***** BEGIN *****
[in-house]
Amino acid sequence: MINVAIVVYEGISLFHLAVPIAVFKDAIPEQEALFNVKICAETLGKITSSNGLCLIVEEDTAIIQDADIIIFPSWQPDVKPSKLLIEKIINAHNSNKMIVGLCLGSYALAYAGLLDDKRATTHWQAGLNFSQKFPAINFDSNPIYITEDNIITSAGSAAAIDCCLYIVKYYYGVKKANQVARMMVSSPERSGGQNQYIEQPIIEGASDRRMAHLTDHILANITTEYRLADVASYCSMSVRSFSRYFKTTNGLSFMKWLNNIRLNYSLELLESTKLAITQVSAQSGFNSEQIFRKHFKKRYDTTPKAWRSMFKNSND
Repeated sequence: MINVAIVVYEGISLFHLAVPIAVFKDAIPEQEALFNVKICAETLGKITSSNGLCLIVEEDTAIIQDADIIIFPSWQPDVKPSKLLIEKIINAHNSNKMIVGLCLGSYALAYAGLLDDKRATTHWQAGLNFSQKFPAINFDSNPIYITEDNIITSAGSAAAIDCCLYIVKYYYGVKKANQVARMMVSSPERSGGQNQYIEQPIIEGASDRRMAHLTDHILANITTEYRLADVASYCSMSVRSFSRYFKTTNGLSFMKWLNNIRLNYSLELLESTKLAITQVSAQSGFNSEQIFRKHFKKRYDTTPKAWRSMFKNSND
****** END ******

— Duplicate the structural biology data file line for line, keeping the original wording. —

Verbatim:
[in-house]
Amino acid sequence: MINVAIVVYEGISLFHLAVPIAVFKDAIPEQEALFNVKICAETLGKITSSNGLCLIVEEDTAIIQDADIIIFPSWQPDVKPSKLLIEKIINAHNSNKMIVGLCLGSYALAYAGLLDDKRATTHWQAGLNFSQKFPAINFDSNPIYITEDNIITSAGSAAAIDCCLYIVKYYYGVKKANQVARMMVSSPERSGGQNQYIEQPIIEGASDRRMAHLTDHILANITTEYRLADVASYCSMSVRSFSRYFKTTNGLSFMKWLNNIRLNYSLELLESTKLAITQVSAQSGFNSEQIFRKHFKKRYDTTPKAWRSMFKNSND
Repeated sequence: MINVAIVVYEGISLFHLAVPIAVFKDAIPEQEALFNVKICAETLGKITSSNGLCLIVEEDTAIIQDADIIIFPSWQPDVKPSKLLIEKIINAHNSNKMIVGLCLGSYALAYAGLLDDKRATTHWQAGLNFSQKFPAINFDSNPIYITEDNIITSAGSAAAIDCCLYIVKYYYGVKKANQVARMMVSSPERSGGQNQYIEQPIIEGASDRRMAHLTDHILANITTEYRLADVASYCSMSVRSFSRYFKTTNGLSFMKWLNNIRLNYSLELLESTKLAITQVSAQSGFNSEQIFRKHFKKRYDTTPKAWRSMFKNSND